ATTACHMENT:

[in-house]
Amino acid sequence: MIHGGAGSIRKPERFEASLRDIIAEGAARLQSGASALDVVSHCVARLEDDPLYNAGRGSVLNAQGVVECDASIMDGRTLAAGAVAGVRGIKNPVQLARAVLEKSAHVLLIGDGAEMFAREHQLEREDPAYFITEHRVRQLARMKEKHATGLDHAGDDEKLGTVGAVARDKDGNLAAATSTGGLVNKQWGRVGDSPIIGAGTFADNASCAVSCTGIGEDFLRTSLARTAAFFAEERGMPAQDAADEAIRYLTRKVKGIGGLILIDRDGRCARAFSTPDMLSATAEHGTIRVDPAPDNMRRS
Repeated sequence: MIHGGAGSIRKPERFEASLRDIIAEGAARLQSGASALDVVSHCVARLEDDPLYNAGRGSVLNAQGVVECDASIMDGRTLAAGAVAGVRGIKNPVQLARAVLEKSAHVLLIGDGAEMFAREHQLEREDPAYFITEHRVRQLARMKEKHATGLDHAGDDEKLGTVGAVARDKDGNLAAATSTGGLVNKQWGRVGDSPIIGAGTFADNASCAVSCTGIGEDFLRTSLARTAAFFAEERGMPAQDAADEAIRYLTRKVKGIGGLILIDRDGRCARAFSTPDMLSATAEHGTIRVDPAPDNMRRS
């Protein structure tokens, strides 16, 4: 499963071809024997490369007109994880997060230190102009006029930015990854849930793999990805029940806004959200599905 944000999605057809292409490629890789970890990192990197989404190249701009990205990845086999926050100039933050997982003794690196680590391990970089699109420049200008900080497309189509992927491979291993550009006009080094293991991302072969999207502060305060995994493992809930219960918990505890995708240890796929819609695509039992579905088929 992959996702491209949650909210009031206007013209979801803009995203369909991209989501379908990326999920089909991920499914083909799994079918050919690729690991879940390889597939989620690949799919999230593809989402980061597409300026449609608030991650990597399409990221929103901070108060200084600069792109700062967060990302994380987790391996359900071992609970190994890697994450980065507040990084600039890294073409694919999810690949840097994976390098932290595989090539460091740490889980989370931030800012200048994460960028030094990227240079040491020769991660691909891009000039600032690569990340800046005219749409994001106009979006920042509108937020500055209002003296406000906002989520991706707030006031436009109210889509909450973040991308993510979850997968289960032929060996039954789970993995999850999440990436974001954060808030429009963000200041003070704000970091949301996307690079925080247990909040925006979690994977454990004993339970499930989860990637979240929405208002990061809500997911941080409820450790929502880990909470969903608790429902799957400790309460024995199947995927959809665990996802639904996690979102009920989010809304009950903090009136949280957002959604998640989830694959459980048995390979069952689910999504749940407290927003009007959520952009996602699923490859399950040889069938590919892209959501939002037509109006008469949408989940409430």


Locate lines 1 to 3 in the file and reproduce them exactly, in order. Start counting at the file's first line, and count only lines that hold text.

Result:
[in-house]
Amino acid sequence: MIHGGAGSIRKPERFEASLRDIIAEGAARLQSGASALDVVSHCVARLEDDPLYNAGRGSVLNAQGVVECDASIMDGRTLAAGAVAGVRGIKNPVQLARAVLEKSAHVLLIGDGAEMFAREHQLEREDPAYFITEHRVRQLARMKEKHATGLDHAGDDEKLGTVGAVARDKDGNLAAATSTGGLVNKQWGRVGDSPIIGAGTFADNASCAVSCTGIGEDFLRTSLARTAAFFAEERGMPAQDAADEAIRYLTRKVKGIGGLILIDRDGRCARAFSTPDMLSATAEHGTIRVDPAPDNMRRS
Repeated sequence: MIHGGAGSIRKPERFEASLRDIIAEGAARLQSGASALDVVSHCVARLEDDPLYNAGRGSVLNAQGVVECDASIMDGRTLAAGAVAGVRGIKNPVQLARAVLEKSAHVLLIGDGAEMFAREHQLEREDPAYFITEHRVRQLARMKEKHATGLDHAGDDEKLGTVGAVARDKDGNLAAATSTGGLVNKQWGRVGDSPIIGAGTFADNASCAVSCTGIGEDFLRTSLARTAAFFAEERGMPAQDAADEAIRYLTRKVKGIGGLILIDRDGRCARAFSTPDMLSATAEHGTIRVDPAPDNMRRS